the Defense Ministry as explaining that "society is sick and therefore
sends to the army sick conscripts." A lack of discipline among the ranks is
exacerbated by sergeants, 90 percent of whom are draftees under 21. In
addition, lieutenants are being rushed through military academies, "as if
in time of war," to fill depleted ranks. The Defense Ministry's plans to
cut up to 100,000 "experienced officers"  as part of downsizing the
military. BP

RUSSIA TO CEASE NEW BORROWING IN FIRST QUARTER... During a meeting with
First Deputy Prime Minister Chubais on 4 February, Yeltsin instructed the
government to "live within its means" and to avoid new foreign and domestic
borrowing during the first quarter of the year, Russian news agencies
reported. Chubais told ministers at a 5 February cabinet meeting that
Russia will be able to avoid new borrowing during the first quarter of
1998, thanks to improved tax collection, ITAR-TASS reported. He said tax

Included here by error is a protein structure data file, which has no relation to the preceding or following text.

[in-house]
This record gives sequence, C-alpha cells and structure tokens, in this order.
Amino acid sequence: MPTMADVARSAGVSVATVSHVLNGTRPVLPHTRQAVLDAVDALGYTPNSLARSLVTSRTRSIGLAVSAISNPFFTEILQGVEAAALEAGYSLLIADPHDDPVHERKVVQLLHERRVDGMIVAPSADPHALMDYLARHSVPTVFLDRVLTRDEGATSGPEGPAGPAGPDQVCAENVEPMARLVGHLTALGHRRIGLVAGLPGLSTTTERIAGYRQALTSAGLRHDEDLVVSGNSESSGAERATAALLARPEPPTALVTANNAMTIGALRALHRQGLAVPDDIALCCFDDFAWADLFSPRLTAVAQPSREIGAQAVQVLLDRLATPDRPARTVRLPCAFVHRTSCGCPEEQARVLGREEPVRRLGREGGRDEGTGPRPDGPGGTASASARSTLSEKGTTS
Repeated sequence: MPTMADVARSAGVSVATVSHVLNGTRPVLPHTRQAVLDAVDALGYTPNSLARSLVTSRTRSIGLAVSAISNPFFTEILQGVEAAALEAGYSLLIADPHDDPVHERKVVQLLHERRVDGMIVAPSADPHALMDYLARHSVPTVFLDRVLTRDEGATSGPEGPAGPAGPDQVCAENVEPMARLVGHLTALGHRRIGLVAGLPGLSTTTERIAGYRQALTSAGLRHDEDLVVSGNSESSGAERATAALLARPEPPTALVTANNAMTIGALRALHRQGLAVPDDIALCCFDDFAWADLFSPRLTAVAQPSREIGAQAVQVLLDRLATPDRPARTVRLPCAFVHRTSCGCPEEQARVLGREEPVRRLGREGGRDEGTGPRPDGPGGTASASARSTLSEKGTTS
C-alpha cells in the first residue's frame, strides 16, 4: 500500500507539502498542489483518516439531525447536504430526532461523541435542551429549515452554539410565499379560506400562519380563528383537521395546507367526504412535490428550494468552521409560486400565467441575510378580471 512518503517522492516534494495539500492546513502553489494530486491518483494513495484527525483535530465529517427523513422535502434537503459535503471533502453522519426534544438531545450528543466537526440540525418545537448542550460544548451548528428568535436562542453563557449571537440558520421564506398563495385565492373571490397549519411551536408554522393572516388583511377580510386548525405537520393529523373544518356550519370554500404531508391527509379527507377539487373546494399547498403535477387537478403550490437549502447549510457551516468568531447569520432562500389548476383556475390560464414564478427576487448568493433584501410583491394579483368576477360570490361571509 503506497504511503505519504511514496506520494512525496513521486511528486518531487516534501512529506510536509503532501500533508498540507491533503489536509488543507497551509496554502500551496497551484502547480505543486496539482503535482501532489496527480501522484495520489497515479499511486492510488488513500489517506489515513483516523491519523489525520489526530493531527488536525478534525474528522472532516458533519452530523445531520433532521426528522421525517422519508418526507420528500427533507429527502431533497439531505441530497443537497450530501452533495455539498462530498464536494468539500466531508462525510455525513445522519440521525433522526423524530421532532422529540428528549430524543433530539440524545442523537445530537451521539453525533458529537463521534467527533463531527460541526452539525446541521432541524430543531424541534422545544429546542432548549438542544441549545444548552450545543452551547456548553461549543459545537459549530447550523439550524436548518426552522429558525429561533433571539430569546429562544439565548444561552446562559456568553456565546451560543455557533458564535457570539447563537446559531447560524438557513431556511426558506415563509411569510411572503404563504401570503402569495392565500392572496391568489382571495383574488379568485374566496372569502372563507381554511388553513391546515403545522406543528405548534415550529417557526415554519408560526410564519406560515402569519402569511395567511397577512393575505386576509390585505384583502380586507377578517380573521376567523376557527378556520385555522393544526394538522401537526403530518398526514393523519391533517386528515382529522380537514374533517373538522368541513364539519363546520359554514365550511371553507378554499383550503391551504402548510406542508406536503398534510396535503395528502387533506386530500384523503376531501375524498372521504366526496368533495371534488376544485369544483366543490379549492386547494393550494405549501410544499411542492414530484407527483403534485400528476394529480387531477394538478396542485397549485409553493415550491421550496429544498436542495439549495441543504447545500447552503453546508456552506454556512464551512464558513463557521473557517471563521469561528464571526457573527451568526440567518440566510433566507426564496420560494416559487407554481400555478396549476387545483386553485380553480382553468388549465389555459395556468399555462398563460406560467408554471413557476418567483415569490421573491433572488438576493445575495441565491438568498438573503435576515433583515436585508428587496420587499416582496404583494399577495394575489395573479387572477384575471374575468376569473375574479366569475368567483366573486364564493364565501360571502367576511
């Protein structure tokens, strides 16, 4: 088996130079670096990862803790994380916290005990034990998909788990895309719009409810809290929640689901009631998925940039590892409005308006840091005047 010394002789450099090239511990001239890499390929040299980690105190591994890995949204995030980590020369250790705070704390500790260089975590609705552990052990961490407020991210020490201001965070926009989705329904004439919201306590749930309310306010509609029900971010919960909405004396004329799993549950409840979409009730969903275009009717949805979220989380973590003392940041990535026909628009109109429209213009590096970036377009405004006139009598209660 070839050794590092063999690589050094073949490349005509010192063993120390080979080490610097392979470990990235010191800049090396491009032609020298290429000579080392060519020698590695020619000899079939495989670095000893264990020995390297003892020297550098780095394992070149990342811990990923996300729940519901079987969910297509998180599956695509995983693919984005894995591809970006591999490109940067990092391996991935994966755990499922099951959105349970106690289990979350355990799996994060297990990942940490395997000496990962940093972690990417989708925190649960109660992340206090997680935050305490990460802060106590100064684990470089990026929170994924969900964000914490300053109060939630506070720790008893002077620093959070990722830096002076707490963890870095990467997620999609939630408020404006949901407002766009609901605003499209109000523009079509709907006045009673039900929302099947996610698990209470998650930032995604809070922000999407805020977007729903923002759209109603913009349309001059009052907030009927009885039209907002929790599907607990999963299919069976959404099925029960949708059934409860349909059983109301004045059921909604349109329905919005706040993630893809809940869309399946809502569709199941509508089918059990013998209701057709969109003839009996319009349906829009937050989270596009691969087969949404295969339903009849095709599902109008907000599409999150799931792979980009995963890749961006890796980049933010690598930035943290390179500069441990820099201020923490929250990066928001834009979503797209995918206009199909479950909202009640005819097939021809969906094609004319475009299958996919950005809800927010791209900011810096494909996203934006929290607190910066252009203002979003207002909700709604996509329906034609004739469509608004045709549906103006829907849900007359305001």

receipts in January were up 26 percent and collection of customs duties up
30 percent over the same month last year. Finance Minister Mikhail Zadornov
announced on 3 February that tax revenues totaling 9.5 billion rubles ($1.6
billion)  were collected in January, close to the target of 10 billion
rubles. Central Bank First Deputy Chairman Sergei Aleksashenko said the
previous day that tax receipts for January 1998 were 40 percent higher than
in January 1997. LB

...AS DOWNGRADE THREATENS TO RAISE BORROWING COSTS. The move to avoid new
foreign and domestic borrowing comes as market turmoil and interest rate
hikes have pushed up the cost of borrowing on Russian markets through
treasury bills. In addition, an expected downgrade in Russia's credit
rating is likely to increase the cost of future foreign borrowing. The
international credit rating agency Moody's announced on 3 February that it
is sending representatives to Moscow to consider downgrading Russia's
sovereign debt rating. Moody's is also reviewing the credit ratings of nine
major Russian commercial banks. On 4 February, the Finance Ministry
announced that it is ready to meet with Moody's experts in order to
convince them that Russia's fiscal situation has improved, Russian news
agencies reported. Chubais announced at the 5 February cabinet meeting that
Russia will not borrow on European markets again before late March at the
earliest. LB

YELTSIN DEMANDS TOUGH TAX POLICY, INVESTOR PROTECTION. In an apparent
effort to boost confidence in the Russian markets, Yeltsin told Chubais on
4 February that the government must do more to promote tax reform and